I was doing some research and browsing Chinese social sites for the past few days. Came across this article and I thought it’d be interesting to translate it into English for the greater reading pleasure of the larger population.
Are we entering the era of mico-blogs this year with Twitter, FanFou, JiWai and DiGi?
In 2009, when the negative news of professional blogs, faced with pains of survival, retrenchment, transferring of ownership and difficulty in finding a financial model are surfacing, a different type of “blog” – news of the “micro-blog event” streams in unceasingly. From how Obama made used of Twitter to rally support in the Presidential elections to how FanFou was used in rescuing a young girl, “micro-blogs” is gradually gaining attention from the mass.
In Wikipedia, Micro-Blogs are described as… “a form of multimedia blogging that allows users to send brief text updates or micromedia such as photos or audio clips and publish them, either to be viewed by anyone or by a restricted group which can be chosen by the user. These messages can be submitted by a variety of means, including text messaging, instant messaging, email, digital audio orthe web.” In actual fact, micro-blogs were first created in 2006 when founder of Blogger.com, Evan Williams launched the service under his new company, Obvious. Thereafter, creator of XiaoNei.com, Wang Xing replicated Twitter and launched China’s first micro-blogging site, FanFou.com. Now, it has evolved with a series of micro-blog sites like JiWai, ZuoSha, TaoTao. “Micro-Blogs” has achieved pretty good development in terms popularity and usage. One can’t help but look forward to a future of a “Mass Micro-Blogging” era.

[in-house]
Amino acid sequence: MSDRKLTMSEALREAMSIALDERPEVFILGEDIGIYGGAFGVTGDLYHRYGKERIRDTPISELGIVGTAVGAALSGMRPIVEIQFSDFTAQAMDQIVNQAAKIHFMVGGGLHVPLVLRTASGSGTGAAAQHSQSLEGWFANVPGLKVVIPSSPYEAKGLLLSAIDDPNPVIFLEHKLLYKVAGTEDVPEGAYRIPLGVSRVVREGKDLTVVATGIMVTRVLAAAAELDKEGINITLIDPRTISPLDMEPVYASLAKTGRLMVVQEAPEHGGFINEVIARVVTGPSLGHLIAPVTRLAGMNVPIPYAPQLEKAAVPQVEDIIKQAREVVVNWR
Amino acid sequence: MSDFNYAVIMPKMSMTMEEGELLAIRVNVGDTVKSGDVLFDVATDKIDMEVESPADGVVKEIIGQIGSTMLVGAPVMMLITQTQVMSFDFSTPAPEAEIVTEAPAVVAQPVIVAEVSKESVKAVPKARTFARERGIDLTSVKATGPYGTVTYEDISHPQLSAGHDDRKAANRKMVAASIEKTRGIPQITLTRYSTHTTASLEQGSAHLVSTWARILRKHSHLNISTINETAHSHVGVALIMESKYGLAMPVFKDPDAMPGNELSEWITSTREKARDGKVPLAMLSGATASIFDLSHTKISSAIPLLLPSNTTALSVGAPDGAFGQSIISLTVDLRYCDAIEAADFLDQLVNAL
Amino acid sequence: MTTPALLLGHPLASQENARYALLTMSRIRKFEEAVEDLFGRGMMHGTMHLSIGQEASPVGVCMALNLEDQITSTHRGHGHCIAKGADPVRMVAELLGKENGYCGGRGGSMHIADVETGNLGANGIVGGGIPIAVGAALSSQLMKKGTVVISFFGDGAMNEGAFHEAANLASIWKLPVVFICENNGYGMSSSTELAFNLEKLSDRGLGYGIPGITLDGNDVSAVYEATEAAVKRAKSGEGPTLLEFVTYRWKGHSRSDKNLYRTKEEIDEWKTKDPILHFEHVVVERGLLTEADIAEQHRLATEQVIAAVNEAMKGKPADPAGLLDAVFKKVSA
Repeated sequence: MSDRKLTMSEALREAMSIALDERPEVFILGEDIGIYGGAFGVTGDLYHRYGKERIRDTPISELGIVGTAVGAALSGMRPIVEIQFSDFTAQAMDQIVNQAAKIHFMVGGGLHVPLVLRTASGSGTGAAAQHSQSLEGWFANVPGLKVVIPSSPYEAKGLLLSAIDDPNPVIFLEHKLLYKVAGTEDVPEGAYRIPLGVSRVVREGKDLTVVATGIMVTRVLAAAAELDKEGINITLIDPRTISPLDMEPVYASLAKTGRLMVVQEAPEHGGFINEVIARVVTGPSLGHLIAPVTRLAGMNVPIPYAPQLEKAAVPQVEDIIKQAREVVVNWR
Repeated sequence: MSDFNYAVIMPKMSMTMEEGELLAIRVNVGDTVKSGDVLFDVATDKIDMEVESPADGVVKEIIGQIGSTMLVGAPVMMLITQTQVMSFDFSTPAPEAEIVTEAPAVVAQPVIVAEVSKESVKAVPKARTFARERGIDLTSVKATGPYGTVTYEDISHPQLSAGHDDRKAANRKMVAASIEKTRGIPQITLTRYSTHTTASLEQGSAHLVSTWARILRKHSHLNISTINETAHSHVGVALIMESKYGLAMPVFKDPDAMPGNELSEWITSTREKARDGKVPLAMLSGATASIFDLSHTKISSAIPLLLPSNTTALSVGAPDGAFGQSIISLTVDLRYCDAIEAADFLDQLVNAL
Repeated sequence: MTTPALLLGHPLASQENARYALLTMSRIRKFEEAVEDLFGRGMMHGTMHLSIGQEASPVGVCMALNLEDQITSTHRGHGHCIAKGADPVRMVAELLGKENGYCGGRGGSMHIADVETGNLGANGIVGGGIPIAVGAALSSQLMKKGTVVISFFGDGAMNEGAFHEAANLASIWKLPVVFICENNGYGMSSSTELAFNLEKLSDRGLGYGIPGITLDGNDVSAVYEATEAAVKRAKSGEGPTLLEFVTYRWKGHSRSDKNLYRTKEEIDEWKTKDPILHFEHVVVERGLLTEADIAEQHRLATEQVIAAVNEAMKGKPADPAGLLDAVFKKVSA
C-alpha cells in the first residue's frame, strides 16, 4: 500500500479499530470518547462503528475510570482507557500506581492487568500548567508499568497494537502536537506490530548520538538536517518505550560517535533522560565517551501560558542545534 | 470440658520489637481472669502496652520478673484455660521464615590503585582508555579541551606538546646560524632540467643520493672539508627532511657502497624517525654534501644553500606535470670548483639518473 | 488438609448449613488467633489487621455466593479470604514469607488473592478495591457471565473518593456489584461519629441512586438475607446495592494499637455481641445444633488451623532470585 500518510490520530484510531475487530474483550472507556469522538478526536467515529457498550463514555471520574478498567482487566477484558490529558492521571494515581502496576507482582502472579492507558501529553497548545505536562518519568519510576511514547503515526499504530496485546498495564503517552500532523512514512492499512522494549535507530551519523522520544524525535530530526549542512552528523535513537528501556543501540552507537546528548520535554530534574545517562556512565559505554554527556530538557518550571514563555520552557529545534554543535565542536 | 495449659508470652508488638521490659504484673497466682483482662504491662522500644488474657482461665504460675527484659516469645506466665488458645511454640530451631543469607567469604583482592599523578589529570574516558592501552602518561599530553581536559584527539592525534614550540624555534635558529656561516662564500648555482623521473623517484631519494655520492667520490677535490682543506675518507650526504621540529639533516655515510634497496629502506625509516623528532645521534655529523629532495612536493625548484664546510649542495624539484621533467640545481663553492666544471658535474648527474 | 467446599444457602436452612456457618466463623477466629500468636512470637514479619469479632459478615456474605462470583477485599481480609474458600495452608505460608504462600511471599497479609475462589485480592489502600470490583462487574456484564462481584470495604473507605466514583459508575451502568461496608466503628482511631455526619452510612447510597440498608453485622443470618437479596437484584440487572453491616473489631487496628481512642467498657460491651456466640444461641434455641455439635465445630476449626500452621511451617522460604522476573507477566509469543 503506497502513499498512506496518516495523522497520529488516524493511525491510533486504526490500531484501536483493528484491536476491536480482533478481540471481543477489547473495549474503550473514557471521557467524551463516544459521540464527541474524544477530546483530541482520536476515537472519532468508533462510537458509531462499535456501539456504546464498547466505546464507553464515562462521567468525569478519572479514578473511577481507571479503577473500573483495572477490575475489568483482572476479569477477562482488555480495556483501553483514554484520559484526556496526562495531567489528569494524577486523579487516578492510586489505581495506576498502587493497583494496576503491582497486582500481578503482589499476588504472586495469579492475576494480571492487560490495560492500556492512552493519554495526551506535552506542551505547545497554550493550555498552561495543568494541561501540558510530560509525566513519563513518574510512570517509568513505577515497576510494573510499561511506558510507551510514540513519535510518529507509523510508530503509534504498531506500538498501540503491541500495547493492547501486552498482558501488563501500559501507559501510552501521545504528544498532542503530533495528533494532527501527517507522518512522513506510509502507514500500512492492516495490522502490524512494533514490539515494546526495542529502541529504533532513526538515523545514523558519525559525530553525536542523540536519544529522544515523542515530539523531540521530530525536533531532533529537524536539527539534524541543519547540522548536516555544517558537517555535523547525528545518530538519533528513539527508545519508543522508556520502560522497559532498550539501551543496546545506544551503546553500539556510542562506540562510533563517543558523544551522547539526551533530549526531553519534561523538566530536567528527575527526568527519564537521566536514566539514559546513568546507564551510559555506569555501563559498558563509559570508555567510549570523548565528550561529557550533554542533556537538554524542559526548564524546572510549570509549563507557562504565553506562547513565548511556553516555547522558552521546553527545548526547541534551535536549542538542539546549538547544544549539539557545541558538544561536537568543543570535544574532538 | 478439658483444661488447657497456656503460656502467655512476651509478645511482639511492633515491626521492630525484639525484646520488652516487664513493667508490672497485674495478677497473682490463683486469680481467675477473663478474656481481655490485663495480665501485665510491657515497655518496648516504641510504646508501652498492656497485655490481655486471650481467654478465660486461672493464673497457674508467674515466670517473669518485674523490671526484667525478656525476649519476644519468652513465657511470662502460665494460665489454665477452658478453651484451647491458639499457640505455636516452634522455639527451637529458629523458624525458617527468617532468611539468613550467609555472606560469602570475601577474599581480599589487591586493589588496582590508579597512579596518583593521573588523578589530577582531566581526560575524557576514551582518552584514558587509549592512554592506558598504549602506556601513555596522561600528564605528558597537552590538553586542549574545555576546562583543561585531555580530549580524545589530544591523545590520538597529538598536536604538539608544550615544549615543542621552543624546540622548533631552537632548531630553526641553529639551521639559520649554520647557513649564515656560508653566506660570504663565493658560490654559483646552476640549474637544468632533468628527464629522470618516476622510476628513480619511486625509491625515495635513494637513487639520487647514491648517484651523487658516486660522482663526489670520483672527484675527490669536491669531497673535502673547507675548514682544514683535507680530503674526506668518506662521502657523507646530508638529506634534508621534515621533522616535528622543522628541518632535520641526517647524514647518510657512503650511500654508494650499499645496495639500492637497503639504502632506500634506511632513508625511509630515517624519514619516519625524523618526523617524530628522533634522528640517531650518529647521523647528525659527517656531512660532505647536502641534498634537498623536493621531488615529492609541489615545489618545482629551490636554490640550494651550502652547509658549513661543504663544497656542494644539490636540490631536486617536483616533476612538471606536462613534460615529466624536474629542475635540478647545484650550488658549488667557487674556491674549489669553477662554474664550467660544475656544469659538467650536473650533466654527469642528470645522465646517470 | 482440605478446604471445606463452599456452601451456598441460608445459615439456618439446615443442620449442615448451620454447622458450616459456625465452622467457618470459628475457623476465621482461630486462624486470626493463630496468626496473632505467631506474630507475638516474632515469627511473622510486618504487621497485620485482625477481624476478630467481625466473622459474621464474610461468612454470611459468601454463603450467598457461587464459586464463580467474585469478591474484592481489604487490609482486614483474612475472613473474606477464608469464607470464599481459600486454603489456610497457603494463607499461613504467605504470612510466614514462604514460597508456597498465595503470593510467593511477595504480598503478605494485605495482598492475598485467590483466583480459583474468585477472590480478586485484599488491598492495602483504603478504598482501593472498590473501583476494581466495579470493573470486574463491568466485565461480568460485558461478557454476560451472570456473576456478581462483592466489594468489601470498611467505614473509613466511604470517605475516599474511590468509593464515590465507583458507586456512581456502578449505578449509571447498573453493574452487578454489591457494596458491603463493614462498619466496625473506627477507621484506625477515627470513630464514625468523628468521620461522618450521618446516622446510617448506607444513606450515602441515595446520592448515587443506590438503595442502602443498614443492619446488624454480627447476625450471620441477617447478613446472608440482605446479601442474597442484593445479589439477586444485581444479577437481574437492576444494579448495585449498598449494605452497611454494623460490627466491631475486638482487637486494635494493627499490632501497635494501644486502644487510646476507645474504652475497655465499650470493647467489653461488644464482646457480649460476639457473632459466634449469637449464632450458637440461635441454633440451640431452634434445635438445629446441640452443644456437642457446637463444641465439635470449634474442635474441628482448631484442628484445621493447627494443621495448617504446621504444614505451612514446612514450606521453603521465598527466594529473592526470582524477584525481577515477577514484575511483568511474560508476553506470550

The Trend of Micro-Blogs
“Where’s best to dine and gather in west of Hangzhou, treating friends to a dinner”, “I fell in love with ‘A Dream of Red Mansions’ all over again, hence a classic”, “Suddenly feel like watching Wang LeeHom’s concert…” to Ms. Jiang, who’s working with an IT firm, logging on to FanFou to yak about her thoughts is just like logging on to MSN, it has become a habit. It has been one and a half year since she registered for her FanFou account with her colleagues, she has already left more than 500 messages on FanFou. Approximately one per day.
The “FanFou” that Ms. Jiang visits on a daily basis, has the nickname of Twitter’s “China clone”. Its functions are similar to Twitter. Simple interface, with a status column at the top with the words, “What Are You Doing?”. You can only enter 140 characters in the column. Under the status column is a listing of your friend’s latest status updates. You may also reply, forward or favourite these statuses. And on the right, are your data and messages from your friends. In addition, apart from posting through the web, it can also support mobile, sms, mms (photo), QQ, MSN, GTalk robot and API etc.
“To be honest, I’m getting more and more attracted to micro-blogging.” Having hung on this simple website for almost 2 years, Ms. Jiang did not seem to be getting tired of it, but rather, growing a dependence on it. This has alot to do with the growing trend of “micro-blogs”. Especially since the beginning of this year, more people are joining “micro-blogs”, and the followers on Ms. Jiang’s list have increased along. “Nowadays the messages received on FanFou are more interesting than before.” Ms Jiang’s sentiments are not with no grounds. America’s independent research group, Compete ever did a research on America’s local statistics. In 2008 alone, Twitter‘s membership increased by 6.5 times. As of December 2008, Twitter‘s unique visitor-ship has hit a high of 4.43million.
Apart from the increase in user numbers, the various “micro-blogs” which sprouted in the past one year has revealed traits of popularity. In China alone, there are about 10 big and small of such sites including JiWai, DiGu, ZuoSha, TaoTao and so on. “But all these sites almost the same with each other, imitating Twitter, I still prefer FanFou.” Ms Jiang said.
A Display of Fast-Food Culture